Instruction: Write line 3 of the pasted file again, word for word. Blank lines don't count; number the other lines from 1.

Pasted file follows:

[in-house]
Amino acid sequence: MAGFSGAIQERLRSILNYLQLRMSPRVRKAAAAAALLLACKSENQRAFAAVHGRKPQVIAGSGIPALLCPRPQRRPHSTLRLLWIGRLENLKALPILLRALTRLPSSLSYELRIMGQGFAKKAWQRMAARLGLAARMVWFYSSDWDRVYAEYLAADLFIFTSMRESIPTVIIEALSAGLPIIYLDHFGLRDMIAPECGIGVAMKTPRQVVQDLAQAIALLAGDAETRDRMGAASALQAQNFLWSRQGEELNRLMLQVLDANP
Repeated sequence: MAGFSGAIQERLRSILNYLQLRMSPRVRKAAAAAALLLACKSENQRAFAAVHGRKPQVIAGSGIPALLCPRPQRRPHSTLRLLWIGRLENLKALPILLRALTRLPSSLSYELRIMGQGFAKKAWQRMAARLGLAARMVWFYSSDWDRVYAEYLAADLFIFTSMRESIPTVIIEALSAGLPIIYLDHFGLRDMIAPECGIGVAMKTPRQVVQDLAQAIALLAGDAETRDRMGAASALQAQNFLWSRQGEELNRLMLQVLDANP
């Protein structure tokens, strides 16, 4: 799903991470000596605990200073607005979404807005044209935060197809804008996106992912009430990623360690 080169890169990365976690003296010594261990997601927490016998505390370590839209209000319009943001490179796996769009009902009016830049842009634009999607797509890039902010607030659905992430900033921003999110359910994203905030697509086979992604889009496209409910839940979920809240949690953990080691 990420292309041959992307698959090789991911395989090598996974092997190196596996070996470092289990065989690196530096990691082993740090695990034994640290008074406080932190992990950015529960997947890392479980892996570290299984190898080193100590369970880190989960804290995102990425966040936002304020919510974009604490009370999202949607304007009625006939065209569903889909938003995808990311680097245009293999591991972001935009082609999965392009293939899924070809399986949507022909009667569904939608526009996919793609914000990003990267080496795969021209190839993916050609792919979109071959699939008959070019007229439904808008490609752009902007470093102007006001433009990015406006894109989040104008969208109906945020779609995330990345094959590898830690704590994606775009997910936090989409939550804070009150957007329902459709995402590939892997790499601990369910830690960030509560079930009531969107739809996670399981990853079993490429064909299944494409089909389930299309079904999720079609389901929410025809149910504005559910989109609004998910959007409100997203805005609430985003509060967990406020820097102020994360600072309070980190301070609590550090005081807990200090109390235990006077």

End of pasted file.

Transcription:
Repeated sequence: MAGFSGAIQERLRSILNYLQLRMSPRVRKAAAAAALLLACKSENQRAFAAVHGRKPQVIAGSGIPALLCPRPQRRPHSTLRLLWIGRLENLKALPILLRALTRLPSSLSYELRIMGQGFAKKAWQRMAARLGLAARMVWFYSSDWDRVYAEYLAADLFIFTSMRESIPTVIIEALSAGLPIIYLDHFGLRDMIAPECGIGVAMKTPRQVVQDLAQAIALLAGDAETRDRMGAASALQAQNFLWSRQGEELNRLMLQVLDANP